Birth and Taxes

Maldonado Hit with IRS Beef as GOP Leaders Face Worst Case in Senate Race

Orly Taitz

DEPT. OF UNINTENDED CONSEQUENCES: California Republicans are aghast at the distinct possibility that the GOP could be represented in the state’s 2012 U.S. Senate race by “birther queen” Orly Taitz.

While Senator Dianne Feinstein is a virtual shoo-in for reelection, the state’s new “top two” primary rules have helped attract a field of 23 obscure challengers, among whom the controversial Orange County attorney/dentist/Obama-birth-certificate denier appears best known.

Jerry Roberts

Taitz, whose relentless crusade in the courts and on cable TV to prove President Barack Obama was not born in the U.S. has made her a laughingstock in most political circles, is one of 14 Republicans on the June 5 primary ballot. Besides Feinstein, there are five other Democrats, one representative each of the American Independent and Libertarian parties and two Peace and Freedom contenders. No word yet on the partridge in a pear tree.

Although to date there has been no reliable, independent polling published, the Orange County Register has reported that a survey of Republican voters by other GOP wannabes showed Taitz running first among challengers, with 19 percent.

The Republican Party last month endorsed nonprofit executive Elizabeth Emken as its sacrificial lamb in the race, but she registered only 2 percent in the poll.

Emken, a Bay Area advocate for autistic children, is campaigning around the state and has assembled a list of endorsements from key GOP officeholders, such as Representative Kevin McCarthy of Kern County, the House Republican whip. One key test of her viability will be the amount of money she shows on her April 15 contribution reports.

For now, Republican leaders are counting on the sample ballots sent to voters, which will identify her as the official GOP-backed candidate to head off the Taitz scenario, which would generate mockery for the party across the nation.

“We’re aware [Taitz] has name ID,” state Republican chair Tom Del Beccaro said in an interview, bravely. “We think the party’s endorsement will carry the day.”

TAXING TIMES: Connoisseurs of the art of political spin were dazzled by the campaigns of both Representative Lois Capps and Abel Maldonado for their recent creative framings of a flap over the Republican challenger’s embarrassing tax problems.

Maldo is being dinged by the IRS, which claims he owes $470,000 in a dispute over deductions and depreciation schedules (i.e., for tax purposes, is a “cooling facility” a building or refrigeration equipment? Uhh …) for his family’s Santa Maria farming business, Agro-Jal Farming Enterprises.

The Democratic Congressional Campaign Committee trumpeted the controversy after Michael Doyle, Washington correspondent for McClatchy Newspapers, broke the story based on documents in U.S. Tax Court.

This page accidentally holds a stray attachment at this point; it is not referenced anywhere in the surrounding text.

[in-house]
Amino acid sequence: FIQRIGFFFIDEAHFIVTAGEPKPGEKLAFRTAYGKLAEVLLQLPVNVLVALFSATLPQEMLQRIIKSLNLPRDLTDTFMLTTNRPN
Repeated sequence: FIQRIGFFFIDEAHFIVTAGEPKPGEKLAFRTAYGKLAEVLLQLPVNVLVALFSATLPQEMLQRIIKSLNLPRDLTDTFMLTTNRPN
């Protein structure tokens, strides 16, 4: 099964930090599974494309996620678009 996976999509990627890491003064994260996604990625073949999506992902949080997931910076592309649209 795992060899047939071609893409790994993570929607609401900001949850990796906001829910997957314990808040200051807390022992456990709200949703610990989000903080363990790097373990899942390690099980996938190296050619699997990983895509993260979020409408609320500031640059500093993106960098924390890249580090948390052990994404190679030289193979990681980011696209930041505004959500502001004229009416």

Maldonado disputes the IRS claim, insists that any filing mistakes were made in good faith, and affirms that he’ll pay anything that’s due once the matter’s resolved; he also promptly announced that he’s quitting the family business, which previously proved troublesome in 2010, shortly after he was appointed lieutenant governor, when it forked over $111,146 to the IRS after a lien was slapped on the operation.

The GOP contender further provided a nice display of political jujitsu by portraying the event as a splendid illustration of why he should be elected: “We have 72,000 pages of tax laws, and everybody interprets them differently,” he told The Santa Barbara Independent. “I hope this incident helps educate people on how our tax code needs to be simplified so employers can focus on job creation.”

Not to be outdone in the fake-umbrage department, Capps flack Jeff Millman responded, “It’s disappointing that Abel Maldonado refuses to pay his own taxes yet sticks the rest of us with the largest tax increase in California history” — a reference to Maldo casting the decisive vote for a 2009 budget that raised taxes, failing to mention that (a) Maldonado earned the lasting enmity of his own party with the move and (b) every Democrat in California supported the plan.

Despite her new embrace of a tax stance favored by right-wing Republicans, however, Capps is now ranked the 85th most liberal member of the House of Representatives, according to an annual study by National Journal of more than 100 votes taken by Congress and broken down along ideological lines. Looked at another way, she’s the 334th most conservative of 435 members.

Largest tax increase in California history, indeed.


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